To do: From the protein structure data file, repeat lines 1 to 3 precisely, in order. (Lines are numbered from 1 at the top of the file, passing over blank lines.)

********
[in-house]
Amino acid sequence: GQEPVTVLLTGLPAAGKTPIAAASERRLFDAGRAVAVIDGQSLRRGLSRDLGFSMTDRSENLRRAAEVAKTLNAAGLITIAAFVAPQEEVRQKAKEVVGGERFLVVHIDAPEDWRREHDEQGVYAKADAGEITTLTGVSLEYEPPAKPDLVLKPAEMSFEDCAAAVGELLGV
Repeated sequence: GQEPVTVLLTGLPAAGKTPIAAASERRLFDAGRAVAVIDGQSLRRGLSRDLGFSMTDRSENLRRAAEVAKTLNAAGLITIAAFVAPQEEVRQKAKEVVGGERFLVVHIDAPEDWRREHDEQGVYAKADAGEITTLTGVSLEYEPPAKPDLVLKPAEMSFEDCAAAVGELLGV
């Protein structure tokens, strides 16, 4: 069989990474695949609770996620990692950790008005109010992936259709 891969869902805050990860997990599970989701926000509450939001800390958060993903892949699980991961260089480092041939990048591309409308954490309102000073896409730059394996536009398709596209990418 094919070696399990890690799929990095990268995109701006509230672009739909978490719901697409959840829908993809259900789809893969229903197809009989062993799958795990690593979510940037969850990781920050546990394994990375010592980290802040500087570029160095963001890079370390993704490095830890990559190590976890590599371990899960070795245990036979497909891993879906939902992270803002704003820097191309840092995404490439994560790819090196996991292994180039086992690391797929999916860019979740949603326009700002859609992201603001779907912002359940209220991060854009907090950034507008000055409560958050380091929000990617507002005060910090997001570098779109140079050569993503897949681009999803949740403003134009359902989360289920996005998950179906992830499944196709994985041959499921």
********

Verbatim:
[in-house]
Amino acid sequence: GQEPVTVLLTGLPAAGKTPIAAASERRLFDAGRAVAVIDGQSLRRGLSRDLGFSMTDRSENLRRAAEVAKTLNAAGLITIAAFVAPQEEVRQKAKEVVGGERFLVVHIDAPEDWRREHDEQGVYAKADAGEITTLTGVSLEYEPPAKPDLVLKPAEMSFEDCAAAVGELLGV
Repeated sequence: GQEPVTVLLTGLPAAGKTPIAAASERRLFDAGRAVAVIDGQSLRRGLSRDLGFSMTDRSENLRRAAEVAKTLNAAGLITIAAFVAPQEEVRQKAKEVVGGERFLVVHIDAPEDWRREHDEQGVYAKADAGEITTLTGVSLEYEPPAKPDLVLKPAEMSFEDCAAAVGELLGV